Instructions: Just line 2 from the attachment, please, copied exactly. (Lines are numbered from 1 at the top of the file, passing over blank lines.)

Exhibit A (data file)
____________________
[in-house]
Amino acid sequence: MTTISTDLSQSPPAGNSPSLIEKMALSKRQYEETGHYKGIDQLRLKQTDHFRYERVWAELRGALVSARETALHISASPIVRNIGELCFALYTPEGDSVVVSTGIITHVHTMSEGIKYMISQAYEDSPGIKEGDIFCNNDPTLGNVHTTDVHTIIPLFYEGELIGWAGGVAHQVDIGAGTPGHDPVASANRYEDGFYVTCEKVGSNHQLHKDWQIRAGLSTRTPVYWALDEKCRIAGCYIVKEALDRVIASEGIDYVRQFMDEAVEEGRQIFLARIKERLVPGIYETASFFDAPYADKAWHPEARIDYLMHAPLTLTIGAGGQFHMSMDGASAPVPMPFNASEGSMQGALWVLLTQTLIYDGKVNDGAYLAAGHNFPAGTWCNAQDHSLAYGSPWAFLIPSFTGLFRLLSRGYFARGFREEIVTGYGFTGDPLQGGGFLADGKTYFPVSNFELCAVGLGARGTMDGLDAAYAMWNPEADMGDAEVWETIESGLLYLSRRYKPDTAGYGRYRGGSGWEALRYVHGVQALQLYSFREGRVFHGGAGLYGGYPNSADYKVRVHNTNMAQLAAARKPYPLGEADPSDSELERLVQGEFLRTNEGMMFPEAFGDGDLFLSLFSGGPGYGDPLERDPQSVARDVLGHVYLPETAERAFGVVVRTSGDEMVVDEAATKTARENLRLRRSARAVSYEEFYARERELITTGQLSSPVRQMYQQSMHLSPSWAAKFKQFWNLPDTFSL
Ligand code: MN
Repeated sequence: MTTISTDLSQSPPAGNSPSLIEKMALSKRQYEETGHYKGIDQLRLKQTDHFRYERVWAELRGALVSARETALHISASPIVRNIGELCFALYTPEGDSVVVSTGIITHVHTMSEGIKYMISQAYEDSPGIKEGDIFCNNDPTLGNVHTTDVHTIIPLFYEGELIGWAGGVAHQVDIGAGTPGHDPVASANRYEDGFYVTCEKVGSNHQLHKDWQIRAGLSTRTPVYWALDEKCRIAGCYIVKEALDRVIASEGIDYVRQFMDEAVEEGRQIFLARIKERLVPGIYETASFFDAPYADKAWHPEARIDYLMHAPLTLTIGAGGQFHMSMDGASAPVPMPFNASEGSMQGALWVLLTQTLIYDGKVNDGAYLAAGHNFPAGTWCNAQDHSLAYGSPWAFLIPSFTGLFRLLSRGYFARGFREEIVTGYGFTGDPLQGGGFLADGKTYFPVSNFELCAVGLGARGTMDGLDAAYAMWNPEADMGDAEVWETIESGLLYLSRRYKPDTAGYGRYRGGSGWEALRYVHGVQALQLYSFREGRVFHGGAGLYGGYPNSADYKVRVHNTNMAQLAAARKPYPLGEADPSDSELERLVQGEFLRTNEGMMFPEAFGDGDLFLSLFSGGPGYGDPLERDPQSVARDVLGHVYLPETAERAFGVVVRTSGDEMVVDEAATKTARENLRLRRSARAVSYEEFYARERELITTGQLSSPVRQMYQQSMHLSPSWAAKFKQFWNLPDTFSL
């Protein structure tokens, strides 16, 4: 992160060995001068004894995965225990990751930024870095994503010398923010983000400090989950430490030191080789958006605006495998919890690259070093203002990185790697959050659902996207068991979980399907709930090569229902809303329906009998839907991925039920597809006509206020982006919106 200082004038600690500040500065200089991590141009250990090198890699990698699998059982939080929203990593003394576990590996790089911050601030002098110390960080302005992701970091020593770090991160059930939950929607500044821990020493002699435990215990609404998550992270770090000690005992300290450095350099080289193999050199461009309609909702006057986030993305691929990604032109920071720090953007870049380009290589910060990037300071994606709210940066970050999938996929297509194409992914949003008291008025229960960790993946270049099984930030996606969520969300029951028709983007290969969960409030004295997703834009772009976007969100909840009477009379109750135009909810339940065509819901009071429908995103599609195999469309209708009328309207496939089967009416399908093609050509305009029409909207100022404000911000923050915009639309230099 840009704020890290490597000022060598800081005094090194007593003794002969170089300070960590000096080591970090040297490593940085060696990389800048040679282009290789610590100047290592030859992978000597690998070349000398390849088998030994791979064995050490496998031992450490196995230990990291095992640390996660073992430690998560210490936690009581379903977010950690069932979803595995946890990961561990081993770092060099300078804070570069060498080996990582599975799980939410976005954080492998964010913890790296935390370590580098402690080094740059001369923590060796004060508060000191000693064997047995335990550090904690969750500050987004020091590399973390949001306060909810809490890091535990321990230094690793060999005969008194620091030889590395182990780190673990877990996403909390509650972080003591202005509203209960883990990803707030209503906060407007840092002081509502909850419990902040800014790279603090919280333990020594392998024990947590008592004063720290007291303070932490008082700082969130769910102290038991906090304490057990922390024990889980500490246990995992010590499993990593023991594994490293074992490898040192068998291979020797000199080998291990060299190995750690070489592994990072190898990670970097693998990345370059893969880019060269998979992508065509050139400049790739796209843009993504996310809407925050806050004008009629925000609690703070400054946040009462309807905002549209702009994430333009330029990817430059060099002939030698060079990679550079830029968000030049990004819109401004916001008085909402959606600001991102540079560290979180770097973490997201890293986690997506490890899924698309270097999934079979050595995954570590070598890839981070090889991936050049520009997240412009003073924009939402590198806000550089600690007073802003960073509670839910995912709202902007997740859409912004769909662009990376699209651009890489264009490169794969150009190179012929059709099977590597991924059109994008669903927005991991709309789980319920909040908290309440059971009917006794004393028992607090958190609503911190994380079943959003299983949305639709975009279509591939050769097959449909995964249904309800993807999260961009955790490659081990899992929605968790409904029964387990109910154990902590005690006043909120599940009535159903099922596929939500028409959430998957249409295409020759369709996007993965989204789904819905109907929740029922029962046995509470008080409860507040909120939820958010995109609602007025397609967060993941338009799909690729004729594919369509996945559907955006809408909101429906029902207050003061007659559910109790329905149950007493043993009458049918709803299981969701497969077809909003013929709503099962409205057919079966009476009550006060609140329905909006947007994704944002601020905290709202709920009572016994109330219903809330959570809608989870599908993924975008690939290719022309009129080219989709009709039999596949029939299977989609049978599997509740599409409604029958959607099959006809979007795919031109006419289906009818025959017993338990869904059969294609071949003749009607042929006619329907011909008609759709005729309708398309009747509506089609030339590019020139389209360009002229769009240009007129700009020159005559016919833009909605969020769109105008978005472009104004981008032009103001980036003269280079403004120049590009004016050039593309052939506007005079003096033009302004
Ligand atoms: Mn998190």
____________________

Amino acid sequence: MTTISTDLSQSPPAGNSPSLIEKMALSKRQYEETGHYKGIDQLRLKQTDHFRYERVWAELRGALVSARETALHISASPIVRNIGELCFALYTPEGDSVVVSTGIITHVHTMSEGIKYMISQAYEDSPGIKEGDIFCNNDPTLGNVHTTDVHTIIPLFYEGELIGWAGGVAHQVDIGAGTPGHDPVASANRYEDGFYVTCEKVGSNHQLHKDWQIRAGLSTRTPVYWALDEKCRIAGCYIVKEALDRVIASEGIDYVRQFMDEAVEEGRQIFLARIKERLVPGIYETASFFDAPYADKAWHPEARIDYLMHAPLTLTIGAGGQFHMSMDGASAPVPMPFNASEGSMQGALWVLLTQTLIYDGKVNDGAYLAAGHNFPAGTWCNAQDHSLAYGSPWAFLIPSFTGLFRLLSRGYFARGFREEIVTGYGFTGDPLQGGGFLADGKTYFPVSNFELCAVGLGARGTMDGLDAAYAMWNPEADMGDAEVWETIESGLLYLSRRYKPDTAGYGRYRGGSGWEALRYVHGVQALQLYSFREGRVFHGGAGLYGGYPNSADYKVRVHNTNMAQLAAARKPYPLGEADPSDSELERLVQGEFLRTNEGMMFPEAFGDGDLFLSLFSGGPGYGDPLERDPQSVARDVLGHVYLPETAERAFGVVVRTSGDEMVVDEAATKTARENLRLRRSARAVSYEEFYARERELITTGQLSSPVRQMYQQSMHLSPSWAAKFKQFWNLPDTFSL